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Report On Business BlackRock's Fink tells firms: Spend less on buybacks, more on capital

BlackRock’s Laurence ‘Larry’ D. Fink speaks during a Bloomberg Television interview in New York.

Scott Eells/Bloomberg

The world's largest asset manager wants major companies to spend less on share buybacks and more on capital investments that will spur long-term growth.

In his annual corporate governance letter, sent to chief executive officers of major global companies, BlackRock Inc. chief executive officer Larry Fink said he supports returning excess capital to shareholders, but said companies have been engaging in share buybacks "at a furious pace."

Mr. Fink said the value of dividends and share buybacks for companies in the S&P 500 index exceeded the value of total operating profit during the 12 months ending in the third quarter of 2016. Companies use share buybacks to reduce the number of their outstanding shares, which helps raise the share price for all remaining investors.

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"While we certainly support returning excess capital to shareholders, we believe companies must balance those practices with investment in future growth," he said. "Companies should engage in buybacks only when they are confident that the return on those buybacks will ultimately exceed the cost of capital and the long-term returns of investing in future growth."

BlackRock is the world's largest investment organization with over $5-trillion (U.S.) in assets under management, giving weight to Mr. Fink's corporate governance pronouncements.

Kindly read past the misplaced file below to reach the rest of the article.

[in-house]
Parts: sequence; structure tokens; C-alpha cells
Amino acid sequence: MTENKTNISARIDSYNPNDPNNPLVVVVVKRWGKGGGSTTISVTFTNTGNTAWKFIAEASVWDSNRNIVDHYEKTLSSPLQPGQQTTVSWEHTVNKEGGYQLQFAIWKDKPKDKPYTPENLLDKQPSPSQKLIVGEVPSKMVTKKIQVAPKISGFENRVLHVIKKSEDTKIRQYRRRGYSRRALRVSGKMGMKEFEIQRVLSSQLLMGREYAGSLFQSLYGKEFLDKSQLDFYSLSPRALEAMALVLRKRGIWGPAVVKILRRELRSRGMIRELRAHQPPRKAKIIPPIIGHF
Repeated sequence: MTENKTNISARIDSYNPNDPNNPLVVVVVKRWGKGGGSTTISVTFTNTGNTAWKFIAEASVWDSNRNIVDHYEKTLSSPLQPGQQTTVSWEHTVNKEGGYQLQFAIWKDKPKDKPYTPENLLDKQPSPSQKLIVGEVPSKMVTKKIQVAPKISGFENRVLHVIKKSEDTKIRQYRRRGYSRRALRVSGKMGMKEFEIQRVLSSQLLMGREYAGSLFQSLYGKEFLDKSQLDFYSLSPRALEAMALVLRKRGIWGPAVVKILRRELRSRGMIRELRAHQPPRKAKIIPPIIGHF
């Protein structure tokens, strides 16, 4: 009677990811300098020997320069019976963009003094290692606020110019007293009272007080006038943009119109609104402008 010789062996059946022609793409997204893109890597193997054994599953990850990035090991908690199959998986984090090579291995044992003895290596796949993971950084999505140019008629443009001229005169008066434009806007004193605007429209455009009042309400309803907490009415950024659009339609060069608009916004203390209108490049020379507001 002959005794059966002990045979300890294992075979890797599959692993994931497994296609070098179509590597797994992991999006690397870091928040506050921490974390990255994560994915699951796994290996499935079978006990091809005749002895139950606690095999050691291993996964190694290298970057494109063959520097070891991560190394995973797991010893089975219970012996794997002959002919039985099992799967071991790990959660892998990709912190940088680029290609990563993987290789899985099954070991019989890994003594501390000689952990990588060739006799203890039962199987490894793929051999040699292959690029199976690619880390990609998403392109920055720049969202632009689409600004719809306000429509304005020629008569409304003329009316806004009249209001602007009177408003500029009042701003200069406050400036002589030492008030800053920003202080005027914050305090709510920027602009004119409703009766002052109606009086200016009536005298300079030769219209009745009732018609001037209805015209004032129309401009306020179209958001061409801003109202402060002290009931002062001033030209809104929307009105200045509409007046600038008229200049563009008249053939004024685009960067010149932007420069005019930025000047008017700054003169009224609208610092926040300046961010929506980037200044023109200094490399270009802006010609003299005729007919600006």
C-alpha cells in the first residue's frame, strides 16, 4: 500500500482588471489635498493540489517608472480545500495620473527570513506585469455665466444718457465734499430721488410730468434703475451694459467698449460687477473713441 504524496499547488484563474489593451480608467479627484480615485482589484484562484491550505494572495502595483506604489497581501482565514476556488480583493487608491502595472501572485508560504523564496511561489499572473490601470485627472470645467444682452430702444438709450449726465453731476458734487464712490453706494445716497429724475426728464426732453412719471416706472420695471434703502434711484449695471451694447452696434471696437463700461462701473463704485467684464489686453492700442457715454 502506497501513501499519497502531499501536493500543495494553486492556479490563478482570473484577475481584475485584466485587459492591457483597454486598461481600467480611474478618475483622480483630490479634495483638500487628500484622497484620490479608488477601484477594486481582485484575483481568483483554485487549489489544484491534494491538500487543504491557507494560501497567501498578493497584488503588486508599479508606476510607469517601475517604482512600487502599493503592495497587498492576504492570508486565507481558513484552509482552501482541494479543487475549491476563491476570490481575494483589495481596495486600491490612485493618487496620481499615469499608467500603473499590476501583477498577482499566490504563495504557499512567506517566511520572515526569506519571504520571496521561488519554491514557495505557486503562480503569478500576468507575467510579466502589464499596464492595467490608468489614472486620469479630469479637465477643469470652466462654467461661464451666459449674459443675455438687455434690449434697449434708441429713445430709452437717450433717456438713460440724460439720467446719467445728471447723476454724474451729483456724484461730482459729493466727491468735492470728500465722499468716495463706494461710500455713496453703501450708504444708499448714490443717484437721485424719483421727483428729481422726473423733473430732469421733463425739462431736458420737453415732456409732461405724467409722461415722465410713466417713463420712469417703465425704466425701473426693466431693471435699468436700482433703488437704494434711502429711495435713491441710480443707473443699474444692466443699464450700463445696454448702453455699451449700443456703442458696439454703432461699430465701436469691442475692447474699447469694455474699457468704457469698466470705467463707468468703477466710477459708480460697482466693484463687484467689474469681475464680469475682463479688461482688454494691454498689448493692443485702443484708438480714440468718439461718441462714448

Mr. Fink's letter for 2017 continues to espouse his continuing campaign against "short-termism," urging companies to take a longer-term approach to investment and planning, and to tie executive compensation to longer-term growth.

In his letter, Mr. Fink warned that BlackRock will carefully watch how U.S. companies use money they are expected to bring into the country under a cash repatriation policy promised by President Donald Trump.

"Will it be used simply for more share buybacks?" he said. "Or is it part of a capital plan that appropriately balances returning capital to shareholders with prudently investing for future growth?"

Mr. Fink's letter also talked about the growing backlash against globalization over the past 12 months. While saying he remains a firm believer in the overall benefits of globalization, Mr. Fink said there is little doubt that globalization's benefits "have been shared unequally, disproportionately benefiting more highly-skilled workers, especially those in urban areas."

He said BlackRock will engage with companies in 2017 to see how their strategic plans address the impacts of the past year's changes in the global economic environment, and how companies plan to pivot, if necessary, in light of "the new world" they now operate within.

BlackRock is advocating for tax reform, Mr. Fink added, urging the U.S. government to change the capital-gains tax system to reward investors who hold their shares over the long term. Investors currently pay a lower capital-gains tax rate on investments held for more than one year, but Mr. Fink said the time frame should be lengthened to a minimum of three years and the tax rate should decrease further for each year of ownership beyond that.

Mr. Fink's letter also paid a nod to the Canada Pension Plan, urging CEOs to lend their voices to develop a more secure retirement system in the U.S. for all workers, including millions who have no workplace pension plans.

"The retirement crisis is not an intractable problem," he said. "We have a wealth of tools at our disposal: auto-enrollment and auto-escalation, pooled plans for small businesses, and potentially even a mandatory contribution model like Canada's or Australia's."

He added companies also have a role to play in improving financial literacy in their work forces to help improve retirement outcomes, and said asset managers should also help with financial literacy, but have done a poor job to date.

"If we are going to solve the retirement crisis – and help workers adjust to a globalized world – businesses need to hold themselves to a high standard and act with the conviction that retirement security is a matter of shared economic security."

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